By William Michael Smith
By Jef With One F
By Craig Hlavaty
By Jesse Sendejas Jr.
By Sonya Harvey
By Jesse Sendejas Jr.
By Nathan Smith
By Craig Hlavaty
Back in 1980, lead Pretender Chrissie Hynde ruffled rock's moral double standard with songs of hard living and wild exploits -- S&M misadventures, gangbangs, tattooed love boys, brutal hangovers and such. Sixteen years later, you have to think that even Hynde couldn't have predicted the latest outpouring of wanton attitude courtesy of female rockers. Except that these days, many of them don't fit the part; nice, well-bred young women are singing openly about making out with their own sex (Jill Sobule), copulating orally in movie theaters (Alanis Morissette) and doing it doggie-style (Liz Phair). Some world we live in, huh?
Tracy Bonham is one such nice girl -- the sort of nice girl a nice set of middle-class parents would want their nice son to marry. And while she forgoes singing about lovers with superhuman sexual stamina, Bonham can certainly kick up a cloud of dirt when it comes to documenting the years of personal turmoil and uncertainty that led up to The Burden of Being Upright, her blistering Island Records debut. "Mother Mother" is the song you're most likely familiar with, seeing as it's all over local radio right now. An emotional cleansing of the coarsest fiber, the tune abruptly alternates between soft, acoustic-guitar backed verses and an electrified screaming match between Bonham and the walls. The singer is not so much yelling at her mom as she is venting her anxiety over the stress of being on her own. It makes for an unlikely but deserving hit, and one that becomes increasingly difficult to erase from memory.
The rest of Upright follows "Mother"'s tempestuous lead, jerking to and fro to the disquieting rhythms and fidgety, atonal dynamics of an intelligent, indecisive twentysomething trying on a full wardrobe of sounds and emotions. Sort of makes you forget that, overall, Bonham is a happy, upbeat, reasonably well-adjusted individual. She grew up quietly in Eugene, Oregon, and in case you're wondering, she loves her mom and her stepfather. What she hates are snobby artist types, even if (or maybe because) she was groomed to be one herself. Trained as a classical violinist, Bonham had a change of heart soon after she enrolled at Boston's Berklee School of Music in 1987 to study music and voice. Her first year there, her tastes began to shift from the likes of Benny Goodman, jazz vocalist Betty Carter and violinist Stephane Grappelli to the Pixies, the Buzzcocks and Sam Phillips. By 1992, Bonham had committed herself to making it as a rock and roller. Two years later, she made her indie debut with the EP The Liverpool Sessions, on the CherryDisc label, and had a Boston-area hit with "The One," which is also on Upright. The singer took top honors in three categories at the 1995 Boston Music Awards, and her deal with Island soon followed.
Last spring, Bonham was supposed to visit Houston as an opening act for Spacehog at Numbers, but she was dropped from the bill at the last minute. That was probably for the best. The cozier environs of the Urban Art Bar are much more suited to her intimate, get-to-know-me ravings. Keep in mind, though, that the word is out about Bonham now, and the UAB is a small venue, so be ready for a tight squeeze.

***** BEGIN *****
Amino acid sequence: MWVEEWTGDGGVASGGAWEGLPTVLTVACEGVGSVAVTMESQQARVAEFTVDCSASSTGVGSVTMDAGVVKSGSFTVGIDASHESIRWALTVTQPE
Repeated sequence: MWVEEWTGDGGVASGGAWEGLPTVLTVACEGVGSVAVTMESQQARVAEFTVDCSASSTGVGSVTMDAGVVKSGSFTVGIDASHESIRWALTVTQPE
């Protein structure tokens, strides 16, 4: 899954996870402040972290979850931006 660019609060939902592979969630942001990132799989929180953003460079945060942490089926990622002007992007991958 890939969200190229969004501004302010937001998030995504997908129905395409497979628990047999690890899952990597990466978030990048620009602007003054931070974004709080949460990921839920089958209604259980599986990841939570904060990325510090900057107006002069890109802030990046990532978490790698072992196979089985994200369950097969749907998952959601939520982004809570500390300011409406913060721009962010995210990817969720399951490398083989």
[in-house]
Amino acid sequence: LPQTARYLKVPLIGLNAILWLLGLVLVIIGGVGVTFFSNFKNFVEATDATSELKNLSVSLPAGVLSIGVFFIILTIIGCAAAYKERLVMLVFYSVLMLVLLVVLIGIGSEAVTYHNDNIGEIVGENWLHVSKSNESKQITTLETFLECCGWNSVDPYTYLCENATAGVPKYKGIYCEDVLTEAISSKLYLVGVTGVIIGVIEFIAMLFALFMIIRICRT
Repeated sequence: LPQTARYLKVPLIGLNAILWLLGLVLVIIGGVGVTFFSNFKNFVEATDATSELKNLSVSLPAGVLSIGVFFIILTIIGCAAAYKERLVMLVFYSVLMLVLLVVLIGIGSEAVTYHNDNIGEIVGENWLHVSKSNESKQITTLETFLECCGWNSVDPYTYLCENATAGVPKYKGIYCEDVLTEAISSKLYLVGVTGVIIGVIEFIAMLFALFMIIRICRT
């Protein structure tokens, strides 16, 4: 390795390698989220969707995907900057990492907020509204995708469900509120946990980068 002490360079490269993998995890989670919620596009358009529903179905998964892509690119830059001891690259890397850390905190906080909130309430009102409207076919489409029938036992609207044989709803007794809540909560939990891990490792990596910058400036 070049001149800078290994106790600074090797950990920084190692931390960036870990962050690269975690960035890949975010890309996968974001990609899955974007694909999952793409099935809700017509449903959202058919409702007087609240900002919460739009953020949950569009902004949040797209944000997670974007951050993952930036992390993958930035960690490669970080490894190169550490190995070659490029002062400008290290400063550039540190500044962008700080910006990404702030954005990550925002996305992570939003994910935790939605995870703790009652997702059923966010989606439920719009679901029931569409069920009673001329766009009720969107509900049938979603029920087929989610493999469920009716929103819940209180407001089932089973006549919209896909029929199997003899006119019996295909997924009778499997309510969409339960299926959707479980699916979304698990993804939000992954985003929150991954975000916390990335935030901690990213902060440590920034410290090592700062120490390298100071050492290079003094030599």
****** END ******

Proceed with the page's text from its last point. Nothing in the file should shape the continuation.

-- Hobart Rowland
Tracy Bonham performs at the Urban Art Bar, 112 Milam, Friday, September 27. Red Five opens. Tickets are $8. Doors open at 7 p.m. For info, call 629-3700.
Geno Delafose -- The best zydeco bands from Louisiana (translation: in the world) regularly play Houston, packing the rafters with driving accordion and bayou dialect, and Geno Delafose & French Rockin' Boogie are the latest. History guarantees that, without fail, the sweat will drip from the opening scrape of the rub-board till the last cymbal smash. Like most of the swampiest, bluesiest zydeco bands, Delafose's is a family affair. He played with his father, renowned accordionist John Delafose, starting at age seven, working his way through several instruments to the squeezebox. Joined by a couple of cousins and a few friends, Geno mines the traditional zydeco veins more than some of his experiment-minded contemporaries, preferring not to mess with a good thing. And a good thing it is -- throbby, steamy Creole dance music that wears holes in the floor. Leave your suit at home. At the St. Francis of Assisi Church Hall, 5102 Dabney, at 8 p.m. Saturday, September 28. Tickets are $8. 673-9607. (Bob Burtman)
Beck -- It's right there on "Lord Only Knows," the third track from Beck's new release, Odelay: "Going back to Houston." Then again, the next line is "do the hot dog dance," so who can tell if Beck's really got a thing for our fair city, or if that line just happened to have the right number of syllables. Either way, Beck ought to dig our town. His first time through, fans packed into the now-destroyed Goat's Head Soup; then, once the "Loser" single had gone over the top and Beck came back, they transformed the outdoor stage and patio behind what is now the Urban Art Bar into a claustrophobic hell. Early reviews indicate that Beck has morphed from the mediocre performer he once was to a house-rockin', mike-wieldin', super-entertaining daddy-o, which would match his recorded progression from tedium relieved by spurts of brilliance (Mellow Gold) to unrelieved brilliance (Odelay). At Numbers, 300 Westheimer, Monday, September 30. Dirty Three opens. Sold out. Doors open at 8 p.m. 629-3700. (Brad Tyer)
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